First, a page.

The Surf Ballroom
Music, tragedy, hope, and legacy in Clear Lake
It’s a tale as old as time in North Iowa – or at least for the past sixty-one years. What was scheduled to be a brief rock & roll tour of the Mid-Western United States soon became one of the most influential and iconic tragedies in the history of music. As the young musicians zig-zagged their way from venue to venue, the performers soon realized the closely-booked performances weren’t such a great idea. Several degrees below zero, blistering cold temperatures, and dreadful freezing wind chills – all on a bus with a broken heater. Originally set for 24 appearances during January and February, tragedy struck mid-way through, after the group’s show at the Surf Ballroom in Clear Lake, Iowa. Buddy Holly, J.P. “The Big Bopper” Richardson, and Ritchie Valens boarded a small aircraft to fly them from Mason City to their next show.
But the plane never made it. The lives of the three musicians and the pilot lost forever after they crashed into a snow-covered field just north of Clear Lake, causing the history of rock & roll to be forever altered.
Many say Don McLean’s famous track, “American Pie” was written to pay homage to this tragic event, dubbing it The Day the Music Died. But rock & roll lives on in Clear Lake. And just as other musicians pitched in to finish out the Winter Dance Party sixty years ago, we too, today, do what we can to keep their spirit alive.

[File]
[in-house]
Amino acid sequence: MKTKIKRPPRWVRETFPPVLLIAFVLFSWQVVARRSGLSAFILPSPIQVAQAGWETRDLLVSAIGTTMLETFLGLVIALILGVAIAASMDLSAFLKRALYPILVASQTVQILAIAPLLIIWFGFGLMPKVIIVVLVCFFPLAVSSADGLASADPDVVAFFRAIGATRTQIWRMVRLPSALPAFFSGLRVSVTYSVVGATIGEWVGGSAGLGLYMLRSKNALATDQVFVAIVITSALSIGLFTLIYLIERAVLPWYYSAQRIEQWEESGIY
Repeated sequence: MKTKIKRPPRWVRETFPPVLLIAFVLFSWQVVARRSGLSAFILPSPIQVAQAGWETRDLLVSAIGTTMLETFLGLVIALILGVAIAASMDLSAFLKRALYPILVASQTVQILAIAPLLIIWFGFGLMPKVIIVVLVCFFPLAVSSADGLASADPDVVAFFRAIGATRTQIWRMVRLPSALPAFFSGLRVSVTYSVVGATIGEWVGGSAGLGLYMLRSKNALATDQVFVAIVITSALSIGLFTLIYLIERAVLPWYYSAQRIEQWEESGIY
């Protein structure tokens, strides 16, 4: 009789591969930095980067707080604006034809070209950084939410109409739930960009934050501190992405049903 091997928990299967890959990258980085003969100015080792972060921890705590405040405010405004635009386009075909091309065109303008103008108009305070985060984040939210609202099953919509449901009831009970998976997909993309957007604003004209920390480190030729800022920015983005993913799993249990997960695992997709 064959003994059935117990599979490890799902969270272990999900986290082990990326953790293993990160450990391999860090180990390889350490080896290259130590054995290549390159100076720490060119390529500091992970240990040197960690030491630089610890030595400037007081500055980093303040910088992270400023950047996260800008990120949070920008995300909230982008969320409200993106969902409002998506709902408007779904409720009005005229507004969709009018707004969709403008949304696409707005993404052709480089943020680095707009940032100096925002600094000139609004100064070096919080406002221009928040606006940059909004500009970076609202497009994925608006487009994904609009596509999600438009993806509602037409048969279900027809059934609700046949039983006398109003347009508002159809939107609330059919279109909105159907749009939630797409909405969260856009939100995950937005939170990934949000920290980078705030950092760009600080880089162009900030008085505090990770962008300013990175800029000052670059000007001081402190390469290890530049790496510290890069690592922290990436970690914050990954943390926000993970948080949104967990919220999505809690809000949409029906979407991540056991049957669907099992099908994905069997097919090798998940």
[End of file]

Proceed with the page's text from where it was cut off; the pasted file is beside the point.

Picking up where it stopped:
In 1979, with the vision and help of on-air personality, The Mad Hatter, the Surf Ballroom began hosting a yearly tribute concert. The Winter Dance Party is held each year. Rock & roll enthusiasts, donning their poodle skirts and leather jackets, descended upon our great venue to remember, to honor; to celebrate the music, and to celebrate the lives and lost talent of our three fallen stars.
This show, this tribute concert, holds a special place for the people in this town. Because February 3, 1959 may have been the day the music died for the rest of the World, but not in Clear Lake.
While the Surf Ballroom & Museum honors the three shining stars we lost that fateful night, they’ve done something remarkable in the process. Through dedication, commitment and the education of our youth, they haven’t let the music die.
Struggling in the early 1990s, the Surf faced an existing doom. Thankfully, local business owner Dean Snyder purchased and restored the venue. A love story for the record books, it’s been told Dean’s wife, Joanne, was his motivation behind the acquisition. Dean said, “If she liked to fish, I would have bought her a fishing pole, but she liked to dance, so I bought her the Surf.”
The Snyder family leased the Surf Ballroom to the North Iowa Cultural Center & Museum, whose main purpose is to preserve, maintain and manage the historic Surf Ballroom property as a center utilized to enhance the quality of life in the North Iowa area by providing cultural, education and entertainment opportunities. They’ve recently put those wheels into motion in a big way.
The Music Enrichment Center came to full fruition in 2019 with the purchase of the adjacent building near the Surf. It’s the perfect addition for the people of Clear Lake and our visitors. Its purpose is to share the story and history of the Surf Ballroom and will be instrumental in shaping young minds, educating them about our legacy and enhancing their ability to express themselves through music. This mecca of music education is a place to attract lovers of music, providing a centralized location where people, young and old, can gather to learn, practice, perform and enjoy music.
We will never forget the tragic events of that fateful February night in 1959. Forever etched in the hearts and minds of every Clear Laker, and of many people around the globe. A day we mourn those whose lives were lost. But here, inside the Surf Ballroom and the Music Enrichment Center, we celebrate. We celebrate the music. The memories. The rich history of Rock and Roll.
And we remember.
Because the music lives on in each of us.